One of the things I get written to about the most is the question of how to learn more about tea. When you're first starting out the world of tea can be wonderfully overwhelming. There is so much information out there, some of it conflicting, that it's hard to separate fact from fiction. Here are some tips that I've learned along the way.
Read Everything You Can
Read anything and everything about tea that you can get your hands on. Particularly for those in the western hemisphere, books are one of the few easily accessible resources. These are some of the ones that I recommend the most often:
The Book of Tea by Kakuzo Okakura
The Classic of Tea by Lu Yu
Tea: History, Terroirs, Varieties by Kevin Gascoyne, Francois Marchand, and Jasmin Desharnais
Puer Tea: Ancient Caravans and Urban Chic by Jinghong Zhang
Modern Tea by Lisa Boalt Richardson
Free Kindle Books for Tea Lovers
The Tea Book by Linda Gaylard
The Art and Craft of Tea by Joseph Wesley Uhl
Drink Everything You Can
Nothing teaches you about tea more than drinking it! The first piece of advice I give anybody looking to get into tea is to drink everything that they can. Whether it's a super high-quality 1st flush Darjeeling or terrible puerh from your local Asian market, every tea has a lesson to teach. Knowing what bad tea tastes like helps you understand what it is that makes the good ones so good. It can also be helpful to do comparison tastings focusing on specific types or regions. As a lifelong picky eater, this was something I struggled with at first. Don't let preconceptions keep you from trying something new! Tea isn't nearly as scary as you might think. :)
Connect and Share with Others
One of the best ways to learn about any subject is to connect with others who are just passionate as you are. For tea drinkers, this can be a bit difficult as we're sometimes a bit geographically isolated. Lucky for us there is the interwebs! Social media can be a great place to find people who are talking about tea. Comparing notes and sharing information is one of the most effective ways of progressing on your journey. Instagram is one of my favorite places for this because it is so visual. You don't even have to speak the same language to connect with other tea lovers!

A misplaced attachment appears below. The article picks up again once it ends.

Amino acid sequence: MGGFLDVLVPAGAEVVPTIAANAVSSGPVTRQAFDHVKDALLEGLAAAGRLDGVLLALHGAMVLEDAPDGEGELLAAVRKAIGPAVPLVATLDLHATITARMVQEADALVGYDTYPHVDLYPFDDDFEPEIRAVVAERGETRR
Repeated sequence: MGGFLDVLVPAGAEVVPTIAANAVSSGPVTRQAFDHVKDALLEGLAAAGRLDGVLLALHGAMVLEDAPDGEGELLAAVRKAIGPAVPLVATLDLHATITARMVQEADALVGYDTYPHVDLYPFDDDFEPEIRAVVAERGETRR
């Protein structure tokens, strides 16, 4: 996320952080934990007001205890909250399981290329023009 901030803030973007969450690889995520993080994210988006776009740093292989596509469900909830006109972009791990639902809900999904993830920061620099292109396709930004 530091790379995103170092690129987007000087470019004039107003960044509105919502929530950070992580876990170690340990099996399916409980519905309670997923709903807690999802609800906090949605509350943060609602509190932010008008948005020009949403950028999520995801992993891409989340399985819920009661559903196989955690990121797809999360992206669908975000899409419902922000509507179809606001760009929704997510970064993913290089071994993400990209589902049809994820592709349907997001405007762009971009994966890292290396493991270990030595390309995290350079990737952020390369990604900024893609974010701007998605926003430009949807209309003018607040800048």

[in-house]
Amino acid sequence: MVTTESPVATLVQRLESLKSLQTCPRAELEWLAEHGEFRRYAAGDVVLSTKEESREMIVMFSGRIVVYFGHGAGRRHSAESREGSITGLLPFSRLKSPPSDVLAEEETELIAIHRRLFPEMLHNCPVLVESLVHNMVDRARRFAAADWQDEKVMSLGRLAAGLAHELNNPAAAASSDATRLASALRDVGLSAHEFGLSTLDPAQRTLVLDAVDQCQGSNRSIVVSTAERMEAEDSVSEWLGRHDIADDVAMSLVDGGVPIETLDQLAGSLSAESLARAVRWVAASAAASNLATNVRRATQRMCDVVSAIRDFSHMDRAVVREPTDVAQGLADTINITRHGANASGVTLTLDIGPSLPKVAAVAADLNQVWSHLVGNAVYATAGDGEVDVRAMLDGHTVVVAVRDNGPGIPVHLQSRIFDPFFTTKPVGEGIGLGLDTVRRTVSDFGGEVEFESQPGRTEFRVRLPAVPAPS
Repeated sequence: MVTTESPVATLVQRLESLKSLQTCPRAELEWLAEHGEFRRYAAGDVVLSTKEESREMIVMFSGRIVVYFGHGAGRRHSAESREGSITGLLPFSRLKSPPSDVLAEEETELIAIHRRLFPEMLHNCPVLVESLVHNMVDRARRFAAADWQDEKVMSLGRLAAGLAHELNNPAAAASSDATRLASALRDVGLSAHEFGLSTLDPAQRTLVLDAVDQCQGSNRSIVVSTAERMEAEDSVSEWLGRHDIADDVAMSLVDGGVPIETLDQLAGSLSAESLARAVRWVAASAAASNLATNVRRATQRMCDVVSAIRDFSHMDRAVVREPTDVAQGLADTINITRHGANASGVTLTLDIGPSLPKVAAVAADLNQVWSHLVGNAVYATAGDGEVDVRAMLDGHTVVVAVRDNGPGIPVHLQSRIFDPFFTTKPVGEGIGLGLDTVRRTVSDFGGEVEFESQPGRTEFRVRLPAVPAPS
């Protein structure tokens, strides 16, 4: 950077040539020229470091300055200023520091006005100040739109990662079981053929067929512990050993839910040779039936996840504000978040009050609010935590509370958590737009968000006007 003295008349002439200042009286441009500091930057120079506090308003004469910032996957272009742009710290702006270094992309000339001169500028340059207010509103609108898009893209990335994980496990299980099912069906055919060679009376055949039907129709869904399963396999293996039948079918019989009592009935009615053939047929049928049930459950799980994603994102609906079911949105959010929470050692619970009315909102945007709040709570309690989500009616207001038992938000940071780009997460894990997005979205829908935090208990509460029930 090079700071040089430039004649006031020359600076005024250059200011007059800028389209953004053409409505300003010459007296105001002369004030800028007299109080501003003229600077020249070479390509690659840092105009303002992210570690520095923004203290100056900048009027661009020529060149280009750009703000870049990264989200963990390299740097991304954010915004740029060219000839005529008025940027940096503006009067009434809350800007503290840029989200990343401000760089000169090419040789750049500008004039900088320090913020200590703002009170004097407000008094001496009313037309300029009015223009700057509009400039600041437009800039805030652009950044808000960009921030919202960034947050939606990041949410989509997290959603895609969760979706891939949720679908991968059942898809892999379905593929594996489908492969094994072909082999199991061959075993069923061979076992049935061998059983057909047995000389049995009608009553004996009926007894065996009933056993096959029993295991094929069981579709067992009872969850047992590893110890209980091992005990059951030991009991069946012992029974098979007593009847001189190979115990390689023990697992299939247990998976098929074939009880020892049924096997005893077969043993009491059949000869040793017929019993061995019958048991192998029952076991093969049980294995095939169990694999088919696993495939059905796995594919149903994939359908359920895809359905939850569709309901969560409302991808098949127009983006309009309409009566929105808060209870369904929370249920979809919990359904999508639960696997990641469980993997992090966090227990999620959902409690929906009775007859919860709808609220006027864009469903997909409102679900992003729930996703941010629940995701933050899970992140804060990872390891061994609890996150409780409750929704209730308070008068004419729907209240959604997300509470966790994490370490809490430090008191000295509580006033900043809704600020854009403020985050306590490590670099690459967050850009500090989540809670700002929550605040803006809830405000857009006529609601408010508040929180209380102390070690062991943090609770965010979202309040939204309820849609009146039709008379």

Know that You Can't Know Everything, and That's OK
I've been pursuing tea as a passion for nearly a decade. That might seem like a long time but there is not a day that goes by without learning something new. Anyone who tells you that they've learned everything they need to know about tea is someone that you should immediately stop listening to. Getting into tea is a bit like the rabbit hole in Alice in Wonderland. It just keeps getting deeper and deeper. In many ways, I think that's why I haven't lost interest over the years. Drinking tea is not a competitive sport. Explore what interests you and never stop learning!
Use Multiple Sources
No matter how much you trust where you got your information, I always recommend verifying everything with multiple sources. There is a ton of misinformation out there. Much of it has been repeated so many times over the years (centuries in some cases) that it gets accepted as fact, even when there is little evidence to support it. I'm reminded of playing a game called telephone as a Girl Scout. One person would make up a sentence which would then be passed around the circle in giggly whispers. By the time the message got to the last person, it bore no resemblance to its original form. Tea is a global game of telephone so it's best to get as close to the sentence starter as possible.
I asked the tea community on Twitter what their answer was to this question. These are some of my favorite responses.
@teaformeplease Spend time buying tea in person from friendly people who know their business!— Roan Clay (@RoanClay1) October 22, 2016
@teaformeplease Be open minded, adventurous and passionate about discovering and tasting new types of loose leaf teas.— ManwithaMug (@ManwithaMug) October 22, 2016
@teaformeplease Much like wine, have fun exploring. The fun is in the adventures of finding what you like and understanding its history.— ThatOneNerdRon (@raspiras8) October 22, 2016
@teaformeplease I see Chinese/ and Western "Assamica" teas as different tracks. Tea clubs and blogs are a great way to explore Chinese teas.— Kris Zentner (@kriszentner) October 22, 2016
@teaformeplease Explore! Try as many as possible in various places. You'll learn differences in quality etc. Reading your blog helps, too :)— Mario (@MarioTravels) October 22, 2016
Readers, I'd love to hear your thoughts on this. Do you agree with my points? Is there something that I missed? Let me know in the comments!@teaformeplease Usually, I say to try less things. Find a type of tea (black, green, etc) and find the best stuff in that bracket.— ▲ (@samgdf) October 22, 2016